And if you are distracting yourself... is it good for you? Is it working? Is this the way to live your best life?
If you have gotten this far you probably can relate to existential anxiety and are wondering how to better deal with it. I have included a few ideas specific to each of the givens (realities) of life in each of the previous posts. This post will discuss broad and general responses to existential angst.
I am going to suggest that there are 5 basic ways what we deal with existential angst. I am not suggesting any is better or worse than the other, and I am not proposing that you must pick one and then everything will be better. Life really doesn't work that way. This is more of a discussion to get you to think about how you respond to the hard questions of life and maybe give you ideas on healthier ways to face some of the givens of life. As a reminder, the givens of life are death, loneliness, freedom, responsibility, and the apparent meaninglessness of life.
Responses to existential angst.
1. Ignorance- I love Allan Watts' pronunciation of ignorance. He calls it 'ignore'-ance. It's what we do when we actively choose to ignore something. Ignorance in today's age usually refers to unintentional lack of knowing . An ignorant person is seen as unintelligent and stupid. I believe ignorance is probably more intentional than we let on. By ignoring the question you may be able to relieve your anxiety. Whenever the thoughts of meaning or death come up, tell yourself to not think about it. This may seem hard for most people, but i have met people who simply tell me that they don't think about these things. I'm guessing they may be distracted or devoted (more on these later) enough to not have to think about it, but it is possible that some people simple choose to ignore the questions all together. If you are reading this then you will probably not be great at doing this or think there is a better option. Ignorance is bliss?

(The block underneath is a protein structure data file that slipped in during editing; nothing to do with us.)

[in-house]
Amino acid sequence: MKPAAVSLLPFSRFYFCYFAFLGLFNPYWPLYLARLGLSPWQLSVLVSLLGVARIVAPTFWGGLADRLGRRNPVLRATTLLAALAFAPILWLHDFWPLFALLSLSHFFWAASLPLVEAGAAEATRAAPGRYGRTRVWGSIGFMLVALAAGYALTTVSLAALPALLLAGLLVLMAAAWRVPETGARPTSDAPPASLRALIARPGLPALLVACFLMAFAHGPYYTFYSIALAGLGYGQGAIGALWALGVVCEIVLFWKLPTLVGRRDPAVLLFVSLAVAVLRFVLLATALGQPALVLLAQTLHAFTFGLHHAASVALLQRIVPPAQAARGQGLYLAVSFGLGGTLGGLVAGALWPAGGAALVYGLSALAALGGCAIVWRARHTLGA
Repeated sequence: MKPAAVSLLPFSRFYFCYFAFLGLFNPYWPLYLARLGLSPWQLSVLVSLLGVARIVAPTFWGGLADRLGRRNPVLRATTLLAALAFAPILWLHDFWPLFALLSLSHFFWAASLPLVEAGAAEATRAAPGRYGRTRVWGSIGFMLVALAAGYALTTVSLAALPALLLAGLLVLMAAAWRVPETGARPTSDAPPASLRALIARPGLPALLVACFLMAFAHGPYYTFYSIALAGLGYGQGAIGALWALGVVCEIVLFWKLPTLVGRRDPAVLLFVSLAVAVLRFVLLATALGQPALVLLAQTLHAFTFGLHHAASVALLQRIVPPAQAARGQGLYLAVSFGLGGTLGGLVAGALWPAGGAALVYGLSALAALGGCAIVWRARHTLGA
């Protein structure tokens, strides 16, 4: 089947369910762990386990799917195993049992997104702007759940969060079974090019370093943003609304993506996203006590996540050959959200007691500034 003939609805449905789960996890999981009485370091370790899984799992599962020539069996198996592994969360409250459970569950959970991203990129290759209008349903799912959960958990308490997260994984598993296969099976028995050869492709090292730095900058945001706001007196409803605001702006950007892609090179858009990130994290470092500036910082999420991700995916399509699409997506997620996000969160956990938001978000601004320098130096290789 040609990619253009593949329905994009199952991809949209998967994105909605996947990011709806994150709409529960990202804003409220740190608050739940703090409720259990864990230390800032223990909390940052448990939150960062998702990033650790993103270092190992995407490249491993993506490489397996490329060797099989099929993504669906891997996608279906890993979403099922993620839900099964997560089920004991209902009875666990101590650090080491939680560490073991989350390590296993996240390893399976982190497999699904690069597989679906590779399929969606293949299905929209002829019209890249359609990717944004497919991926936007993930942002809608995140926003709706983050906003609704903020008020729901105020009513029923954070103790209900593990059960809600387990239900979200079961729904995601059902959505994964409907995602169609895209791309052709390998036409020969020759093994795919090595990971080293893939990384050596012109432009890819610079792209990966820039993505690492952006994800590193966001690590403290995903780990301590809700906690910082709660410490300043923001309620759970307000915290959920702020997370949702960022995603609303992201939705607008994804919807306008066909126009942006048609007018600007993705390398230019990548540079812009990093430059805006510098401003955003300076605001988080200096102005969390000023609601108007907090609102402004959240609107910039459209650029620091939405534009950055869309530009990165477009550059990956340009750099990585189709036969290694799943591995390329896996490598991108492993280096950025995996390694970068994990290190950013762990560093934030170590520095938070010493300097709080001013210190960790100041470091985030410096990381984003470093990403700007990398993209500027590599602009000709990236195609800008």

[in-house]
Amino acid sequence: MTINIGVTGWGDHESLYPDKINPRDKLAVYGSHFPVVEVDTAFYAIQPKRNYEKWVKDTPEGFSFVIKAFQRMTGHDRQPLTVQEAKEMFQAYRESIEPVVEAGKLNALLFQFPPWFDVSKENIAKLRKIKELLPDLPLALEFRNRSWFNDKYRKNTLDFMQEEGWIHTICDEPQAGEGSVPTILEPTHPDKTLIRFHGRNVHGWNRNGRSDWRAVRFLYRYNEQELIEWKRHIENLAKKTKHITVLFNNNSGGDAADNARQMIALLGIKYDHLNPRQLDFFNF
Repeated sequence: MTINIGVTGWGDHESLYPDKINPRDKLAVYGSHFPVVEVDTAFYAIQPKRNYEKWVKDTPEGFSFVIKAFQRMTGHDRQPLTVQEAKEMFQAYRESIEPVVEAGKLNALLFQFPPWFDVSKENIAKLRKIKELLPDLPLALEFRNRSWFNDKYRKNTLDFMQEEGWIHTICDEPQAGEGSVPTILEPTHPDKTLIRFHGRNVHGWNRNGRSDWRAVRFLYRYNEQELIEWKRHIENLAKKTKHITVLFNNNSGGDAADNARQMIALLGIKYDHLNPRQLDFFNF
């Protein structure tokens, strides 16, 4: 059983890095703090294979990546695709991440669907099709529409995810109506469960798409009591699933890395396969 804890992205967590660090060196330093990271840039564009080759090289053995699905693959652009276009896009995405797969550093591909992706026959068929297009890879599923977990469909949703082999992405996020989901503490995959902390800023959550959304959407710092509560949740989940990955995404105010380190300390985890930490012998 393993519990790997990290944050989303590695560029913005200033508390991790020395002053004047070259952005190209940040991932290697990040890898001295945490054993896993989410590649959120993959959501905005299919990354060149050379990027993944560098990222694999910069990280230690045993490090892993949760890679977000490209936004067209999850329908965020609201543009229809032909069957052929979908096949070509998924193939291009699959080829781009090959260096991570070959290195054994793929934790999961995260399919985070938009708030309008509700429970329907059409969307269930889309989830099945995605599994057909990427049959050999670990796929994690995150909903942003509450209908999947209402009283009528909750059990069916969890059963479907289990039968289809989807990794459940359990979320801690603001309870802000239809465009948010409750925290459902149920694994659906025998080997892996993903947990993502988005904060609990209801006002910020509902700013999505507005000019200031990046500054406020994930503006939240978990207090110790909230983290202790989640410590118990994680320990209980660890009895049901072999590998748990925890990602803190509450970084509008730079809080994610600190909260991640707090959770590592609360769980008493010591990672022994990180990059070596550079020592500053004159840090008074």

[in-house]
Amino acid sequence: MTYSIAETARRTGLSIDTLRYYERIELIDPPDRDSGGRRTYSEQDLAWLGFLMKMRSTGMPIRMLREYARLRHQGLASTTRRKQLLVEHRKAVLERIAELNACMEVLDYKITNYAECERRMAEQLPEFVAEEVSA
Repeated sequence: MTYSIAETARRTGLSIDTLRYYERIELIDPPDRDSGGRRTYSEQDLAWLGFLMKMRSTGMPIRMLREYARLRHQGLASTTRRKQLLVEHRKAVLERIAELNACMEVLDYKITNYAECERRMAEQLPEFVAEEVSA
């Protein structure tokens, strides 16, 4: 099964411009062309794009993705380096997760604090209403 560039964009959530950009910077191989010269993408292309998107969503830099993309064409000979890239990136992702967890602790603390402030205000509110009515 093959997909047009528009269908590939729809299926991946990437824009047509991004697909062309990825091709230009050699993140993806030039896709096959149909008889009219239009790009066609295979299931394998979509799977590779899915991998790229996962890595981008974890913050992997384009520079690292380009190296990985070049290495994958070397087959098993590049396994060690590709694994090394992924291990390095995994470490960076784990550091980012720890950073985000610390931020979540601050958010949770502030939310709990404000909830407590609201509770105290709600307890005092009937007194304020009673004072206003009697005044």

The last given of life is the fact that life seems meaningless. Just by itself, without any teaching, life doesn't seem to have any meaning to it. You live, you die. There is no inherent point to it. Without getting into any religious or traditional teaching about the meaning of life, lets take a look at this.